That is the question that Graham Allison, Director of Harvard’s Belfer Center for Science and International Affairs, tackled in a short opinion piece for Time magazine. It was originally published last December when attention on Ebola was high due to the presence of a few cases cases inside the U.S. (in contrast to the thousands in West Africa), but Phil’s post this past Thursday on “Epidemiology of Violence” reminded me of Allison’s take on the same general concept.
About Ebola, the world knows a lot and is doing relatively little. About ISIS, we know relatively little but are doing a lot.
But that doesn’t answer which is the harder to defeat. His analysis:
Finally, we should acknowledge the fact that for the foreseeable future, there may be no permanent cure for Islamic extremism. Against Ebola, researchers are racing toward a vaccine that could decisively prevent future epidemics. But the past decade has taught us that despite our best efforts, if and when the ISIS outbreak is controlled, another strain of the virus is likely to emerge. In this sense, violent Islamic extremism may be more like the flu than Ebola: a virus for which we have no cure, but for which we can develop a coherent management strategy to minimize the number of annual infections and deaths.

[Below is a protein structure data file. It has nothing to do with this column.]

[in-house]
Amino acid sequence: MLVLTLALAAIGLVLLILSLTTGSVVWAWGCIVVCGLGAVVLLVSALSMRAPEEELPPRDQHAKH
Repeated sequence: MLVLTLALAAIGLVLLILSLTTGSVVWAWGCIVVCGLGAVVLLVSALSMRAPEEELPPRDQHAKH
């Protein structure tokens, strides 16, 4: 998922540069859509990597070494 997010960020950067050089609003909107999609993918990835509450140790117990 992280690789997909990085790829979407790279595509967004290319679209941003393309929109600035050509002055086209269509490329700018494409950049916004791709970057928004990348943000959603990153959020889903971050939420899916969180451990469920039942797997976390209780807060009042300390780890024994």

Not to give too much more away from the article, but it is interesting that a political scientist looks at ISIS through the lens of public health:
Over recent centuries, medicine has made more progress than statecraft. It can be useful therefore to examine ISIS through a public-health lens. When confronting a disease, modern medicine begins by asking: What is the pathogen? How does it spread? Who is at risk? And, informed by this understanding, how can it be treated and possibly prevented?
About Ebola, we know the answers to each. But what about ISIS?
I haven’t given away all the good stuff here, so if you’re interested you can read the entire article at: http://time.com/3618049/viral-threats/